On the Treadmill

I have come to recognise God in a violent song,

played in the evening with broken forks and knives.

If I refuse to kneel, the winter starts at the end of September,

on Tuesdays, when I pass by the Jewish quarters.

My road to confession starts, just the same, in the morning chill.

The stones, the trees, the sky have a message,

of that I am certain, arrived at the wooden door of the hermitage.

And I knock and I knock.

A raven finally opens the white background.

The raven says with calculated words that, at present,

this government is busy.

Important wars need attending, in a land like no other.

I am given a form and I hear the padlocks.

I jump on the treadmill to keep warm.

the-quays-3

 

 

 

 

 

 

 

 

Photo: copyright@John Stadnicki, 2016

Advertisements

Lesson of Admiration

Clara peels the potatoes.
She had her hair cut very short
so when she worked the land
the teary locks did not blight the grass.
‘Bad luck for the crops’ concluded father
one afternoon as he watched the news bulletin.

He switched the television off and
put the lights on.
He measured the length of each eyelash
and declared that ‘yes, indeed, they did stop us
understand the real life’.

Nobody could disagree with a scientific discovery.
Father took the scissors out of the cupboard
and laughed at me
as he dropped Clara’s plaits on the living room carpet.
My black plaits never grew after that.
The hair developed inside my lungs.
At night, I spat the growing particles out
and hid them under the floor boards.

Father believed the news as, he said, ‘we all
had to believe in something certain,
which can be seen with the naked eye,
in real things’, like the soiled potatoes
spread on the dinner table.

On Thursdays, we peel potatoes,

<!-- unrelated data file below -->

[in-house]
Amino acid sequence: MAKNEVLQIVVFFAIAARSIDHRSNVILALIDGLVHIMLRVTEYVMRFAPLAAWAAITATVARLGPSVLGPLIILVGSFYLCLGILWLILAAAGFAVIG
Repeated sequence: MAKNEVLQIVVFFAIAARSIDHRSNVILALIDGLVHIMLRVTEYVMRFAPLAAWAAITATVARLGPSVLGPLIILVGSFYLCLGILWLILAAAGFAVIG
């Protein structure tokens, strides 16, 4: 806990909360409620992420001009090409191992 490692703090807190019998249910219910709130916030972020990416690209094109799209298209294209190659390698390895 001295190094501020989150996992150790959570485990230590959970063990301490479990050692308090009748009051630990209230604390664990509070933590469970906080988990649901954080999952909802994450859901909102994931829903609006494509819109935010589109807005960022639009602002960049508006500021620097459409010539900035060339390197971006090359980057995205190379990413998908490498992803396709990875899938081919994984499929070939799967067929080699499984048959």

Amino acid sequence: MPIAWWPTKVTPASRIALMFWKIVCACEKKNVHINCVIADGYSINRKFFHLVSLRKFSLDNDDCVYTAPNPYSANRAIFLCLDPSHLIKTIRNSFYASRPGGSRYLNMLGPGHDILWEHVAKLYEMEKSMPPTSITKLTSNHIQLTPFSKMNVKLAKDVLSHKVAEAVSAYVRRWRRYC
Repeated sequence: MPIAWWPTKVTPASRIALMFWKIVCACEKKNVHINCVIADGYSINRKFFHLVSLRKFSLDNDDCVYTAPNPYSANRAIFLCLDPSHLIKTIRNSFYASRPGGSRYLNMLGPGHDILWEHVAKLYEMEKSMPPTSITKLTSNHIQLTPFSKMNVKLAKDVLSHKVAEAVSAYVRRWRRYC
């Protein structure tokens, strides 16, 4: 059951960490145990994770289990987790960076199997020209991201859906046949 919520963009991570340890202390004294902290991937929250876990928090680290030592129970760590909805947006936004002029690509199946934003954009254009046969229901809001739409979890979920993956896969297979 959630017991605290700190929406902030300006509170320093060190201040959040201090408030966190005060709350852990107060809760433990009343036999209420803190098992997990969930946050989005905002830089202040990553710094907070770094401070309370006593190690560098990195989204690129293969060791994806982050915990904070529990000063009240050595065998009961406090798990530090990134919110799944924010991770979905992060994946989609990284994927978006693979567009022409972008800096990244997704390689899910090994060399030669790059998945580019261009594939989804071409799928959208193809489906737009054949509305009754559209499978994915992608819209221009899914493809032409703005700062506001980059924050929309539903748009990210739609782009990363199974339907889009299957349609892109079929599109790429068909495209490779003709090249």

kneeling in silence by the water pipes.
Father sits on a stool to watch
my weekly exercise of admiration.
He checks the peels stained with droplets of blood
and laughs again.

My bald head tilted above the sink looks at Clara.
My hair comes
out of my mouth,
out of my chopped fingers,
floats in the air,
to cover her skull.

20140426-121653.jpg
Photograph: John Stadnicki

Duel

I do not happen to know
the purpose of our war
but I’m working hard to
remember the words you
scribbled on the piece of paper
which set fire to the entire land.

Then I could not catch
the imagined rain on the glass roof
nor the light of the earth
so
the battle just happened.

Out of the blue, both of us
ready, awake,
on the horse’s back,
measured with precision
the distance between
the polished guns.

The bullets hit my left arm,
my knee,
hit open my skull;
the flesh exploded in thousands of pieces,
covered the yellow sky
with hair and skin.

At the end,
the music kept playing again,
you followed the clear road,
I followed you:
nothing more than a perfect, unfinished poem.

20140323-213537.jpg

Absent Land

I made a big fire
In the middle of the room
In your absence I sat down white
Watching the carpet burning,
The books, the shadow you drew
On the wall, a while ago.
( it looked like a piece of absent land )
The neighbours could see the flames
Coming through the shut window
As I went to bed covered in ash;
But I did not mind such a public display.
I was not in a hurry.
The landscape locked me in.
The real winter began.

20140212-113655.jpg
Acrylics, ink, newspaper: Maria Butunoi

Out of Sight

The poet does not eat bread
And does not make noises
The slow heart beat is loud enough
To keep the poet awake
At night
He does not walk nor fly
He opens the windows to jump out
And wash his face in the town spring.

A bit like god, you whisper.
No, a bit like the cold breath of a dead friend, I say.

He will not ask how the weather
Might be in those far away lands
Just vanish out of sight
Once you got used to his uncomfortable presence.